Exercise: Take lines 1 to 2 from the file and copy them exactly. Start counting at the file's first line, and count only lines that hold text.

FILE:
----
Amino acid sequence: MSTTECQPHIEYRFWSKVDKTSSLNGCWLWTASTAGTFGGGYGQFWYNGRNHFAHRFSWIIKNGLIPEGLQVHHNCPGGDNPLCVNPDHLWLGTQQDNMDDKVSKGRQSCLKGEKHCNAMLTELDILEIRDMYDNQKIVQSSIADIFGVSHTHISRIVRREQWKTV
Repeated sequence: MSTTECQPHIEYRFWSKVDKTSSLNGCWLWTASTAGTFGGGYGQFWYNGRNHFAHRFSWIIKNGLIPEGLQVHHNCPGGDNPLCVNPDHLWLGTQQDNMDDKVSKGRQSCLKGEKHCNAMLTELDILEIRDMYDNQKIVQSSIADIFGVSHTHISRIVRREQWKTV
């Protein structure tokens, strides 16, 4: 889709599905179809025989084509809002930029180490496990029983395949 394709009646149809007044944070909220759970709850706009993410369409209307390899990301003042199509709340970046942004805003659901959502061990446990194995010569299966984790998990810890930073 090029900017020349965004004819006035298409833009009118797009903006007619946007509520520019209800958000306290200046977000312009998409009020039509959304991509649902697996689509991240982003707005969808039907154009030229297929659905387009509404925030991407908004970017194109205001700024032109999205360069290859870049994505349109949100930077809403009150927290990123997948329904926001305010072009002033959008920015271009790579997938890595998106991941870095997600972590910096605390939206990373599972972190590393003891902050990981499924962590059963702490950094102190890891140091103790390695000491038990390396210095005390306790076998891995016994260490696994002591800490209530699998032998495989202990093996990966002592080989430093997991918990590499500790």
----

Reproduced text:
Amino acid sequence: MSTTECQPHIEYRFWSKVDKTSSLNGCWLWTASTAGTFGGGYGQFWYNGRNHFAHRFSWIIKNGLIPEGLQVHHNCPGGDNPLCVNPDHLWLGTQQDNMDDKVSKGRQSCLKGEKHCNAMLTELDILEIRDMYDNQKIVQSSIADIFGVSHTHISRIVRREQWKTV
Repeated sequence: MSTTECQPHIEYRFWSKVDKTSSLNGCWLWTASTAGTFGGGYGQFWYNGRNHFAHRFSWIIKNGLIPEGLQVHHNCPGGDNPLCVNPDHLWLGTQQDNMDDKVSKGRQSCLKGEKHCNAMLTELDILEIRDMYDNQKIVQSSIADIFGVSHTHISRIVRREQWKTV